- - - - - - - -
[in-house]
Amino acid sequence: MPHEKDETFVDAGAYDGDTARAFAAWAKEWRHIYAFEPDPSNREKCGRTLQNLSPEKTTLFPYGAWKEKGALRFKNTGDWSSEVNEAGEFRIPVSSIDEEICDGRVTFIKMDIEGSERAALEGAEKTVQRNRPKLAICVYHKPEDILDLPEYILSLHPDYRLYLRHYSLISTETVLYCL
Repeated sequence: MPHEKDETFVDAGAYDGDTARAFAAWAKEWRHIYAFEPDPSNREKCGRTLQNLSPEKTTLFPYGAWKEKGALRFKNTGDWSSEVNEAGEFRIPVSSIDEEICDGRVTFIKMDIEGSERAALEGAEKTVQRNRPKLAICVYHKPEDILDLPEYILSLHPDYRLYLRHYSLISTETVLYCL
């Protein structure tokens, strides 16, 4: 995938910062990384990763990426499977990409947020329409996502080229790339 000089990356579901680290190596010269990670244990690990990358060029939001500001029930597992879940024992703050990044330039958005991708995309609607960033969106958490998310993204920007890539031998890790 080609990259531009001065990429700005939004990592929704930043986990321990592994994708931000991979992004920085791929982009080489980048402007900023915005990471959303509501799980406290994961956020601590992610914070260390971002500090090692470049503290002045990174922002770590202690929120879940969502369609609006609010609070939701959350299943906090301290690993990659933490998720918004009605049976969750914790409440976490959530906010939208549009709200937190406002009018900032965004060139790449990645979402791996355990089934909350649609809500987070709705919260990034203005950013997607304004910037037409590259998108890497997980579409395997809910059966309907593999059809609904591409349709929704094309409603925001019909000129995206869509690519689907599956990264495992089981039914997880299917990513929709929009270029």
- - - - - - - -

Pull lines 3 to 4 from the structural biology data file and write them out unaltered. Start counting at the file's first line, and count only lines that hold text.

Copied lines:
Repeated sequence: MPHEKDETFVDAGAYDGDTARAFAAWAKEWRHIYAFEPDPSNREKCGRTLQNLSPEKTTLFPYGAWKEKGALRFKNTGDWSSEVNEAGEFRIPVSSIDEEICDGRVTFIKMDIEGSERAALEGAEKTVQRNRPKLAICVYHKPEDILDLPEYILSLHPDYRLYLRHYSLISTETVLYCL
């Protein structure tokens, strides 16, 4: 995938910062990384990763990426499977990409947020329409996502080229790339 000089990356579901680290190596010269990670244990690990990358060029939001500001029930597992879940024992703050990044330039958005991708995309609607960033969106958490998310993204920007890539031998890790 080609990259531009001065990429700005939004990592929704930043986990321990592994994708931000991979992004920085791929982009080489980048402007900023915005990471959303509501799980406290994961956020601590992610914070260390971002500090090692470049503290002045990174922002770590202690929120879940969502369609609006609010609070939701959350299943906090301290690993990659933490998720918004009605049976969750914790409440976490959530906010939208549009709200937190406002009018900032965004060139790449990645979402791996355990089934909350649609809500987070709705919260990034203005950013997607304004910037037409590259998108890497997980579409395997809910059966309907593999059809609904591409349709929704094309409603925001019909000129995206869509690519689907599956990264495992089981039914997880299917990513929709929009270029």